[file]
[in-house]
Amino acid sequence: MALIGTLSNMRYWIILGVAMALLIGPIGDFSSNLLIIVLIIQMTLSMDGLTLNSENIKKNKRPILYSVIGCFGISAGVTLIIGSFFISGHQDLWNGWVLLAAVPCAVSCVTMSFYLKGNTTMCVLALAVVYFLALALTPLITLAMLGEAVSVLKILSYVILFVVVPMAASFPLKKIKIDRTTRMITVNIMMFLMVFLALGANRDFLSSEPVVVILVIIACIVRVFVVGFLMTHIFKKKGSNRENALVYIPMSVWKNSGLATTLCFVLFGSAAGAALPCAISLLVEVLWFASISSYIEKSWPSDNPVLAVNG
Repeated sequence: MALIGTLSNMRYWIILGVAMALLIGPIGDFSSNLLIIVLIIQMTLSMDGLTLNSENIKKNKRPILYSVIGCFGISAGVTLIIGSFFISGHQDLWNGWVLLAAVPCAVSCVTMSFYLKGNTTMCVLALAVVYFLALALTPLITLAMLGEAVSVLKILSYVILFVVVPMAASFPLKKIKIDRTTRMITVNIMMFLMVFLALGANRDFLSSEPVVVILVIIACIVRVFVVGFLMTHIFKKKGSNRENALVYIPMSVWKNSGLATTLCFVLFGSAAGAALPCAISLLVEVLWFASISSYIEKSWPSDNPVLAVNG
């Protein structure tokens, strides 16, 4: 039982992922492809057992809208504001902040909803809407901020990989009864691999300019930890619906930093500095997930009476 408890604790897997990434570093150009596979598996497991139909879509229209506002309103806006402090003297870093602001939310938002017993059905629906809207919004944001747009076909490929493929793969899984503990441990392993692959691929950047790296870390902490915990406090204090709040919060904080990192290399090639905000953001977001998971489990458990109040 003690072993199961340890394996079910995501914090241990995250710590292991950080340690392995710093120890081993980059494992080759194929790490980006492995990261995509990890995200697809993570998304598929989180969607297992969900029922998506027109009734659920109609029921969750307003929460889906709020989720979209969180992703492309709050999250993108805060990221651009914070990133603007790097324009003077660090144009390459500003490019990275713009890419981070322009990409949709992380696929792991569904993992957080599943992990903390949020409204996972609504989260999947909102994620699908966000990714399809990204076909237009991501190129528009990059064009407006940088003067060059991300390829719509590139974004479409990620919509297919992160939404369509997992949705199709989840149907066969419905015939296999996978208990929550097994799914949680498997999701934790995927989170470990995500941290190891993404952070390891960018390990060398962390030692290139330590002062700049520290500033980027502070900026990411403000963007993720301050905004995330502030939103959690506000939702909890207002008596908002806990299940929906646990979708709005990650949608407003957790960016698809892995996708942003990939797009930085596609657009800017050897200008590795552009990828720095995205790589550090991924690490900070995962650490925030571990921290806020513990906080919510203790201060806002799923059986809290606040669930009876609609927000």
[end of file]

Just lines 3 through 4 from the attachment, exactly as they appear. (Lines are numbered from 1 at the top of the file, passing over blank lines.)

Repeated sequence: MALIGTLSNMRYWIILGVAMALLIGPIGDFSSNLLIIVLIIQMTLSMDGLTLNSENIKKNKRPILYSVIGCFGISAGVTLIIGSFFISGHQDLWNGWVLLAAVPCAVSCVTMSFYLKGNTTMCVLALAVVYFLALALTPLITLAMLGEAVSVLKILSYVILFVVVPMAASFPLKKIKIDRTTRMITVNIMMFLMVFLALGANRDFLSSEPVVVILVIIACIVRVFVVGFLMTHIFKKKGSNRENALVYIPMSVWKNSGLATTLCFVLFGSAAGAALPCAISLLVEVLWFASISSYIEKSWPSDNPVLAVNG
């Protein structure tokens, strides 16, 4: 039982992922492809057992809208504001902040909803809407901020990989009864691999300019930890619906930093500095997930009476 408890604790897997990434570093150009596979598996497991139909879509229209506002309103806006402090003297870093602001939310938002017993059905629906809207919004944001747009076909490929493929793969899984503990441990392993692959691929950047790296870390902490915990406090204090709040919060904080990192290399090639905000953001977001998971489990458990109040 003690072993199961340890394996079910995501914090241990995250710590292991950080340690392995710093120890081993980059494992080759194929790490980006492995990261995509990890995200697809993570998304598929989180969607297992969900029922998506027109009734659920109609029921969750307003929460889906709020989720979209969180992703492309709050999250993108805060990221651009914070990133603007790097324009003077660090144009390459500003490019990275713009890419981070322009990409949709992380696929792991569904993992957080599943992990903390949020409204996972609504989260999947909102994620699908966000990714399809990204076909237009991501190129528009990059064009407006940088003067060059991300390829719509590139974004479409990620919509297919992160939404369509997992949705199709989840149907066969419905015939296999996978208990929550097994799914949680498997999701934790995927989170470990995500941290190891993404952070390891960018390990060398962390030692290139330590002062700049520290500033980027502070900026990411403000963007993720301050905004995330502030939103959690506000939702909890207002008596908002806990299940929906646990979708709005990650949608407003957790960016698809892995996708942003990939797009930085596609657009800017050897200008590795552009990828720095995205790589550090991924690490900070995962650490925030571990921290806020513990906080919510203790201060806002799923059986809290606040669930009876609609927000």